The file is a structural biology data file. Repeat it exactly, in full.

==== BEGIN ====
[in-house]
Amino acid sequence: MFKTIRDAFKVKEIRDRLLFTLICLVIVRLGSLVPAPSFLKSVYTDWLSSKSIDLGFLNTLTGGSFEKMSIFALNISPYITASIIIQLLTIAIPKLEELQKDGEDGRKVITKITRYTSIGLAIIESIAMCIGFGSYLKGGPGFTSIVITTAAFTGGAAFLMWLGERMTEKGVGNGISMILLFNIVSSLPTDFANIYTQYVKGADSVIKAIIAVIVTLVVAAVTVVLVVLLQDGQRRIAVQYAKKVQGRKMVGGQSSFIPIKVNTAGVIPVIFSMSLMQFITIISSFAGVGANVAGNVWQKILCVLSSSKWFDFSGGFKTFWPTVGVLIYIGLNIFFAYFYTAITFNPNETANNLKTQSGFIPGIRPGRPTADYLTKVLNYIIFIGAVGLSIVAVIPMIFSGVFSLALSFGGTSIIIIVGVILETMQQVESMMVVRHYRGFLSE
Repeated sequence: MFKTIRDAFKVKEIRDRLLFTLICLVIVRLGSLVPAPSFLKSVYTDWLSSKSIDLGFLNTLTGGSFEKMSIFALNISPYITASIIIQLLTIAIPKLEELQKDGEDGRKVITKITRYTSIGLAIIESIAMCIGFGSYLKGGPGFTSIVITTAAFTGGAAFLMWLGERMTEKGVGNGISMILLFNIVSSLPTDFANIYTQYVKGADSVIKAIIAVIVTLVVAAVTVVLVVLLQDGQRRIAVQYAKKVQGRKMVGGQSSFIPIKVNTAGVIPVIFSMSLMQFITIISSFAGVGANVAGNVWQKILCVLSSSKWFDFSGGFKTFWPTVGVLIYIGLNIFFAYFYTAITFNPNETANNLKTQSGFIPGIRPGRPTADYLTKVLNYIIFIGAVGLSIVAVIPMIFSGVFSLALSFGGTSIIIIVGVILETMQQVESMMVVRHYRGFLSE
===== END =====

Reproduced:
[in-house]
Amino acid sequence: MFKTIRDAFKVKEIRDRLLFTLICLVIVRLGSLVPAPSFLKSVYTDWLSSKSIDLGFLNTLTGGSFEKMSIFALNISPYITASIIIQLLTIAIPKLEELQKDGEDGRKVITKITRYTSIGLAIIESIAMCIGFGSYLKGGPGFTSIVITTAAFTGGAAFLMWLGERMTEKGVGNGISMILLFNIVSSLPTDFANIYTQYVKGADSVIKAIIAVIVTLVVAAVTVVLVVLLQDGQRRIAVQYAKKVQGRKMVGGQSSFIPIKVNTAGVIPVIFSMSLMQFITIISSFAGVGANVAGNVWQKILCVLSSSKWFDFSGGFKTFWPTVGVLIYIGLNIFFAYFYTAITFNPNETANNLKTQSGFIPGIRPGRPTADYLTKVLNYIIFIGAVGLSIVAVIPMIFSGVFSLALSFGGTSIIIIVGVILETMQQVESMMVVRHYRGFLSE
Repeated sequence: MFKTIRDAFKVKEIRDRLLFTLICLVIVRLGSLVPAPSFLKSVYTDWLSSKSIDLGFLNTLTGGSFEKMSIFALNISPYITASIIIQLLTIAIPKLEELQKDGEDGRKVITKITRYTSIGLAIIESIAMCIGFGSYLKGGPGFTSIVITTAAFTGGAAFLMWLGERMTEKGVGNGISMILLFNIVSSLPTDFANIYTQYVKGADSVIKAIIAVIVTLVVAAVTVVLVVLLQDGQRRIAVQYAKKVQGRKMVGGQSSFIPIKVNTAGVIPVIFSMSLMQFITIISSFAGVGANVAGNVWQKILCVLSSSKWFDFSGGFKTFWPTVGVLIYIGLNIFFAYFYTAITFNPNETANNLKTQSGFIPGIRPGRPTADYLTKVLNYIIFIGAVGLSIVAVIPMIFSGVFSLALSFGGTSIIIIVGVILETMQQVESMMVVRHYRGFLSE